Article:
May 31, 1995 in Food

Seasoned Singers Page And Plant May Be Middle-Aged, But Their Popularity With Fans Never Grows Old

Joe Ehrbar Correspondent
 

Page and Plant Saturday, May 27, The Gorge

Singer Robert Plant and guitarist Jimmy Page launched Led Zeppelin into the twilight skies over The Gorge Saturday night.

It turned out to be more than just a night of celebrating the brilliant body of work cast over the years by Plant and Page; it was a dream come true for a large gathering of loyal Zeppelin fans.

Saturday’s concert was the final show of Page and Plant’s three-month U.S. tour. It was also the duo’s fourth show in the Pacific Northwest.

The audience exploded with cheers when it spotted the old rock heroes heading up the pathway to the stage. And as soon at the two arrived on stage, the roar grew exponentially.

In true Jimmy Page fashion, he stuck a cigarette in his mouth, strapped on his Les Paul guitar and blazed into the opening riff of the “Wanton Song.”

With only five band members on stage, Page and Plant followed up the initial surge with two more smoldering Led Zeppelin classics, “Bring It On Home” and “Ramble On,” both from 1969’s “Led Zeppelin II.”

After just three songs, it was obvious the concert would become a climactic, magical night of music.

The group’s early performance also wiped out any doubts people might have had about Page and Plant’s abilities as middle-aged men to conjure up mind-blowing personal performances. Both musicians have aged well.

Plant’s seasoned and confident voice can still soar into the stratosphere like it did in the ‘70s. He sang everything, including the songs that were a challenge to him when he was in his youth, dead-on, note for note.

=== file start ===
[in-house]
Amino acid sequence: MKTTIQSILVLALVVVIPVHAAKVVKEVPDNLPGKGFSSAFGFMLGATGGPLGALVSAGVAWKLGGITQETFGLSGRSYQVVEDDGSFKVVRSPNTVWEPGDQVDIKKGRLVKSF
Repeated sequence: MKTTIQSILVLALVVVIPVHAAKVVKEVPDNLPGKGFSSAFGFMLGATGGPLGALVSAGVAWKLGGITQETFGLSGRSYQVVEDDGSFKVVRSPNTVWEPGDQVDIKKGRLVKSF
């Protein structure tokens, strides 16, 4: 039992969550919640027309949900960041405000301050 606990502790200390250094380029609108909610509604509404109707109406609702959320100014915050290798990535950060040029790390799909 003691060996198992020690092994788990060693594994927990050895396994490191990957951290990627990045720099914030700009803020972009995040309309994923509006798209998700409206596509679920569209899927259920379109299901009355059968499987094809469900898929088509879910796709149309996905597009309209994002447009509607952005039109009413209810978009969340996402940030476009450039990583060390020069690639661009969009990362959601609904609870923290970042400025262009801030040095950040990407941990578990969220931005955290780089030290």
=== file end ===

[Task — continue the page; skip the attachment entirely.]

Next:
And Page can still demonstrate his prowess as an innovative guitarist. He unleashed numerous spontaneous and affecting solos during the night.

Page, especially, shone on “Thank You.” His guitar solo, unpredictable as ever, coupled with the setting sun, steered the song in a surrealistic direction.

His riveting playing continued into the bluesy “Since I’ve Been Loving You,” during which he was accompanied by the string section of the Seattle Symphony.

Page wasn’t the only guitarist on stage. The band included guitarist Porl Thompson from the Cure. On the night’s most explosive song, “The Song Remains the Same,” Page and Thompson, who traded leads, shredded through the most blistering guitar work and successfully captured the song’s live essence. (Page and Thompson were also accompanied by a few hundred air guitarists in the audience through the course of the song.)

The concert took a couple of interesting twists. Page and Plant not only offered one song each from their solo releases, but they also played a Cure song called “Lullaby.”

In the latter part of the show, Page and Plant brought out the Egyptian Pharaohs, an eightpiece violin and percussion ensemble.

Together with the Seattle Symphony, the Egyptian Pharaohs gave the Led Zeppelin songs “Four Sticks,” “Dancing Days” and “In the Evening” an exotic, Middle Eastern edge.

By using these unconventional tactics, Page and Plant renewed the appeal of the Led Zeppelin material.

The legends concluded the night, and the rest of their American tour, in a dramatic manner with a colossal performance of the revamped “Kashmir,” one of the songs many fans identify Zeppelin with.

What was especially refreshing about Page and Plant’s performance was that the duo highlighted many of the obscure Led Zeppelin songs and avoided playing the monster hits “Stairway to Heaven,” “Rock ‘n’ Roll” and “Whole Lotta Love.”

Saturday’s concert was not a gathering of two dinosaurs on the verge of extinction trying to resurrect old and decrepit songs in the hopes of recapturing Led Zeppelin’s glory days - and a fat paycheck.

Rather, it was a chance for two phenomenal talents, who played a major role in shaping rock music, to make a rare appearance and reintroduce the timeless Zeppelin songs to its fans - both young and old - who have been longing for a Led Zep reunion for years.


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